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January 2000

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Tech Talk

Retailer talks kilobytes and megahertz with best of 'em

Twenty- and 30-somethings with scientific minds and big paychecks are coveted jewelry customers these days. Lazare Kaplan International, New York City, identified young engineers and information technology professionals as the most likely enthusiasts for its GE/POL-whitened diamonds, and they're certainly your most viable opportunity to sell high-end wedding sets.

But the young and brainy are demanding and hard to reach with usual marketing techniques. How do you claim them as your own?

Speak their language, says Curt Parker. He and his wife, Elizabeth, operate Curt A. Parker Inc., St. Louis, MO. An engineer himself, Parker adores computers and spends half his work day programming his store's Web site. (He spends the other half at the bench.) Many of his customers are young men who keep returning because they feel confident he understands them. The reason: he can talk "tech" with the best of them.

If you're not a wired person but are located near technology companies, look for young salespeople who understand the technological culture, even if they can't program a computer. Also be aware of the kind of information a technically minded person wants – they'll be more in tune with cut proportions and average girdle diameter than most customers.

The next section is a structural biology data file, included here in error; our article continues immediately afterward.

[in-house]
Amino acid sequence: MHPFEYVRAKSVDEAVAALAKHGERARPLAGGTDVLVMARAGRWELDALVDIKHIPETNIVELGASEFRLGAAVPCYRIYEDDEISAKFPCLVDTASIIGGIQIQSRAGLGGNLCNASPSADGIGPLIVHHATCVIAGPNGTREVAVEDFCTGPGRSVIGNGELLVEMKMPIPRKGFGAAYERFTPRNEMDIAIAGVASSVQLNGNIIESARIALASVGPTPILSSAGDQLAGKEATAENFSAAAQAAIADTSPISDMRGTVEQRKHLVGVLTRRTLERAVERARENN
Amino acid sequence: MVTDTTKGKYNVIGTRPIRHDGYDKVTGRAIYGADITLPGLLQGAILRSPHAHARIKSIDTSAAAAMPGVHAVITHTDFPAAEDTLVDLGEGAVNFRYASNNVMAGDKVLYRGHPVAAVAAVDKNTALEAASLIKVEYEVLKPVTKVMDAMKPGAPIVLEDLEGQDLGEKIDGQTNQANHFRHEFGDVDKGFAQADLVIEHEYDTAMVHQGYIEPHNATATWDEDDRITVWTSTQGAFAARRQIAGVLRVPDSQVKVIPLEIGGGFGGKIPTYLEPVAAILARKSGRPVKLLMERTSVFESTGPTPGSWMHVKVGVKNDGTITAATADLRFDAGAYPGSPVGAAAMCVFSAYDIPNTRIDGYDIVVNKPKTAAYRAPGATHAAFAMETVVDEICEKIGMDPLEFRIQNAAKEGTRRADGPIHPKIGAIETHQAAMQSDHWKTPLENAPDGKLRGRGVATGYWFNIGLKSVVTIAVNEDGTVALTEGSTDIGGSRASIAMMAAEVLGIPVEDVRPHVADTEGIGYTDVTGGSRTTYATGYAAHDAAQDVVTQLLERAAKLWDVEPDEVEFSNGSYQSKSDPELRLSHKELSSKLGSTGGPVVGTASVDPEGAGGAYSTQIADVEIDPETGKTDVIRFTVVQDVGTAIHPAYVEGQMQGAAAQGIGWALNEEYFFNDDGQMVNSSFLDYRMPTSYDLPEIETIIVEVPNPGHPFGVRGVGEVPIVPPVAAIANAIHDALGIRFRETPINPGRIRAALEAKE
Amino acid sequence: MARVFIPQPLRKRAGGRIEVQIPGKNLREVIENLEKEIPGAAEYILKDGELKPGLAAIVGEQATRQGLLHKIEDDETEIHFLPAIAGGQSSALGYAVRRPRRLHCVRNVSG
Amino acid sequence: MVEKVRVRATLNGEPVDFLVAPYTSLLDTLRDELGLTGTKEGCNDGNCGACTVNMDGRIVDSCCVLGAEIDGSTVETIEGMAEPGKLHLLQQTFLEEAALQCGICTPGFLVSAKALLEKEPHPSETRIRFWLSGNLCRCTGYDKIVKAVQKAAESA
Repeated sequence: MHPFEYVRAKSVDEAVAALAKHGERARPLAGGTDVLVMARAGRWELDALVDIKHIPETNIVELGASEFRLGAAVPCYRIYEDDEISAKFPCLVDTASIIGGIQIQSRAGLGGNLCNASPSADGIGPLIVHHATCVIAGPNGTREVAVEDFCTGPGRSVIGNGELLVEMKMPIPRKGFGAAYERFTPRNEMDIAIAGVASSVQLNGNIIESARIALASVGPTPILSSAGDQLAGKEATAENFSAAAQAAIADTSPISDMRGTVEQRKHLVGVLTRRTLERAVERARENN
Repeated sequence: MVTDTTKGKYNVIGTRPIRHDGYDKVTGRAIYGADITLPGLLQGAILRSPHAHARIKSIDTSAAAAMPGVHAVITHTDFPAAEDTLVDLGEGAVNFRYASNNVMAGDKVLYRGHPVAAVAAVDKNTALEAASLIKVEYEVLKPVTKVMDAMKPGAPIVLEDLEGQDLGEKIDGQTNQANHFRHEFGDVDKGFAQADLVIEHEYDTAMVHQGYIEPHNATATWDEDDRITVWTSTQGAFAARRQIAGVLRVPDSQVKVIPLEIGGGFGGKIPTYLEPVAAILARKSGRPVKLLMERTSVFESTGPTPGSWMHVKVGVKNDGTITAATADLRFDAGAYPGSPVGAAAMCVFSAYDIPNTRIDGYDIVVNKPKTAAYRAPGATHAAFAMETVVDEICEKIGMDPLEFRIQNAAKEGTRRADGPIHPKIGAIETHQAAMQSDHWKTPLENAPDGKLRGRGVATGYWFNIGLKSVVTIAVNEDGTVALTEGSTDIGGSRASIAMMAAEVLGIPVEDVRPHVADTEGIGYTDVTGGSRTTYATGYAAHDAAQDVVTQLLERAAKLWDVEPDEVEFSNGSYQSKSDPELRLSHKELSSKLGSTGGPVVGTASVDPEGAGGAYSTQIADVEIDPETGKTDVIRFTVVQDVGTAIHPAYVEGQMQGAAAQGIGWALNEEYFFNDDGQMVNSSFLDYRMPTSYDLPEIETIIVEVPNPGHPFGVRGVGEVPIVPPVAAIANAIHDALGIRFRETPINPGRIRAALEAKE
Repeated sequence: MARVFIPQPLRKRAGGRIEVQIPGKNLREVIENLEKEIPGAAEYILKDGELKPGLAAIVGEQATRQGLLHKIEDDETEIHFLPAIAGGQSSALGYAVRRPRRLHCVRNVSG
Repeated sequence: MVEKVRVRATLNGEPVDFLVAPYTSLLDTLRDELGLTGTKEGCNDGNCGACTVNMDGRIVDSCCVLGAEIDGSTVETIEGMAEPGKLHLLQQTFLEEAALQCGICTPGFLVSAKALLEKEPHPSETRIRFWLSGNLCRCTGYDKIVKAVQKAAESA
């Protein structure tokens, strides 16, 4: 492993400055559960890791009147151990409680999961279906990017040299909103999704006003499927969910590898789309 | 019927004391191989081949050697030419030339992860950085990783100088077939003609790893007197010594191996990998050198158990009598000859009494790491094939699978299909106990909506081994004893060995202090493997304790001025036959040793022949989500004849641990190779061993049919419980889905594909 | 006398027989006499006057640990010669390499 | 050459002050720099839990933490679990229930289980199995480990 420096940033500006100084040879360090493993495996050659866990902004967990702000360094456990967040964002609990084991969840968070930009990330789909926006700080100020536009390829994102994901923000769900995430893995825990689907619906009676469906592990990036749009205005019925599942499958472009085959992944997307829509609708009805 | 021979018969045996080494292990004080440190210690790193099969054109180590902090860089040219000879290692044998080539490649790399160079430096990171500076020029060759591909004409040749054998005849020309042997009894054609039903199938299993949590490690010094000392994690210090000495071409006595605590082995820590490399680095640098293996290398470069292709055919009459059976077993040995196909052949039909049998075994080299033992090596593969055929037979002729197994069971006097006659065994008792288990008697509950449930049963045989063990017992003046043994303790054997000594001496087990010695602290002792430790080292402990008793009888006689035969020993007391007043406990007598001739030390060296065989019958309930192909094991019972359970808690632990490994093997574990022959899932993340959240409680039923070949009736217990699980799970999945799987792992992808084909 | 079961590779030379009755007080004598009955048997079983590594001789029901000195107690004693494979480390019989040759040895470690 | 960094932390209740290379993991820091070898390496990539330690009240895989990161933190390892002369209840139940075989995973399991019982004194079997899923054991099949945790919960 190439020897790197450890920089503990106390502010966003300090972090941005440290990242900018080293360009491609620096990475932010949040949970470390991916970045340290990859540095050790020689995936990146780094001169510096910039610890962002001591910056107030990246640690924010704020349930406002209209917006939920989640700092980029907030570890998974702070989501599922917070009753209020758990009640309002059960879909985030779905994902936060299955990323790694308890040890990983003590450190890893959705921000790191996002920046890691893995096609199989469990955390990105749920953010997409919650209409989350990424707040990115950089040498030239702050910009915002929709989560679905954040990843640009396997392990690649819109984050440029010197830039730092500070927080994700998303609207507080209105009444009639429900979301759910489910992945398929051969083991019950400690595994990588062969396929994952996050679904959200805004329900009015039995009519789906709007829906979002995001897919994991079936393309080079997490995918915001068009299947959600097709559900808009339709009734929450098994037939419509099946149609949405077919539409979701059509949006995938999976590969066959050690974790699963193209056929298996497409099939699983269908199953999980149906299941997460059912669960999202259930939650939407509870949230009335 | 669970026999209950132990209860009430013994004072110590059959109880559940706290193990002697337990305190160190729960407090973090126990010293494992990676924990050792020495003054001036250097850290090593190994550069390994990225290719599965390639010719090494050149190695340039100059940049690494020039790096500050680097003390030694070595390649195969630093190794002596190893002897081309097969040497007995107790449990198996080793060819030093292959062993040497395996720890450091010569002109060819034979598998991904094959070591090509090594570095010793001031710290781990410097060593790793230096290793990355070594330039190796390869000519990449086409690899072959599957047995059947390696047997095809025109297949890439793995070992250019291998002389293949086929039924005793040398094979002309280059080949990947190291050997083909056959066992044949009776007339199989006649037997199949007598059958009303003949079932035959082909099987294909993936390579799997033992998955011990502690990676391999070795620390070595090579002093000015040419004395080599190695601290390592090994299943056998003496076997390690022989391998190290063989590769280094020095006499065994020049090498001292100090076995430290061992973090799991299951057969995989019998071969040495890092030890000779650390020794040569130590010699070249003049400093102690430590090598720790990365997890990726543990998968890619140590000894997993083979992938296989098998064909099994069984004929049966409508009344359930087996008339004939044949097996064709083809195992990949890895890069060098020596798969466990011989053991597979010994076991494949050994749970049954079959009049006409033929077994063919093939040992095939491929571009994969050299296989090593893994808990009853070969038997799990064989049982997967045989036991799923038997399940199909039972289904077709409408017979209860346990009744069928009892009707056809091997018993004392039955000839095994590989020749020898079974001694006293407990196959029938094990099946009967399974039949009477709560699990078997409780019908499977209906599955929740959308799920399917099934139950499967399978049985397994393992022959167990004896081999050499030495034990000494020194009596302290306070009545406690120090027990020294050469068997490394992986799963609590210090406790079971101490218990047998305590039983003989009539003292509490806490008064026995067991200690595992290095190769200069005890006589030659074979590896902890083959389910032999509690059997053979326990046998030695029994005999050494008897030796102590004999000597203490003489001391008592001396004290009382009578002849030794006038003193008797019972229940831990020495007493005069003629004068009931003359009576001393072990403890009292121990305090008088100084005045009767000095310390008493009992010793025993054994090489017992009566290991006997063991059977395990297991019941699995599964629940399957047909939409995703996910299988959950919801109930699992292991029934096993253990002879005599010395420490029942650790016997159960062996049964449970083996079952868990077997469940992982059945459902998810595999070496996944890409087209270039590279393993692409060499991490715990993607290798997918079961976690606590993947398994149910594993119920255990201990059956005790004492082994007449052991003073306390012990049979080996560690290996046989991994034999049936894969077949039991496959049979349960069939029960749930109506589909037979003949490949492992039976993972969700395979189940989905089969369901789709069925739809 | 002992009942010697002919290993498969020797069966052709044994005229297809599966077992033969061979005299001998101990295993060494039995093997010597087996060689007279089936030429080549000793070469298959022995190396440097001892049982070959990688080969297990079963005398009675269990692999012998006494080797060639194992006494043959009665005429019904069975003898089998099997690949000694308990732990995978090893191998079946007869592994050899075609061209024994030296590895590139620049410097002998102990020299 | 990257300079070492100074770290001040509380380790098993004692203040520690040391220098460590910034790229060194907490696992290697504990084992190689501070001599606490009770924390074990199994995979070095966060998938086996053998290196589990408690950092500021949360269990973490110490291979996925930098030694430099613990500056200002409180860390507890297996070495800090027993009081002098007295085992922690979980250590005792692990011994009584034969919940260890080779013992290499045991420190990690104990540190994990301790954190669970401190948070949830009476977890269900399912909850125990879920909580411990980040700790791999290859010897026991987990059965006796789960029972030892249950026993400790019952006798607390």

by Stacey King

CyberSpeak

'Want to bone up on the language of the new millennium? Here are a few terms you won't find in the American Heritage Dictionary but might encounter in conversation.

Cybrarian: An information science professional (librarian) who uses the Internet as a research tool.

Emoticon: The e-mail community invented shortcuts to express intentions to prevent misunderstandings – facial expressions created by punctuation. (They make more sense if you look at them sideways.) They range from the common smile :-) and wink ;-) to frightened looks =8-0 and drooling :-~~.

Silicon Alley: New York City, where many Internet and technology start-ups are emerging, making it the little sister to the e-region of Silicon Valley in Northern California.

Bandwidth: Data speed, measured in proportion to the complexity of the data you're downloading. To keep it simple, it's how fast your modem can download a Web page.

@: The "at" sign has taken on new life with the Internet. This little alternate keyboard character, previously restricted to math word problems, is an icon for the electronic world, dividing user names and server names in e-mail addresses (as in askus@professionaljeweler.com). It's now being picked up in catchy ads too.

For more, visit www.whatis.com.



Copyright © 1999 by Bond Communications.



 

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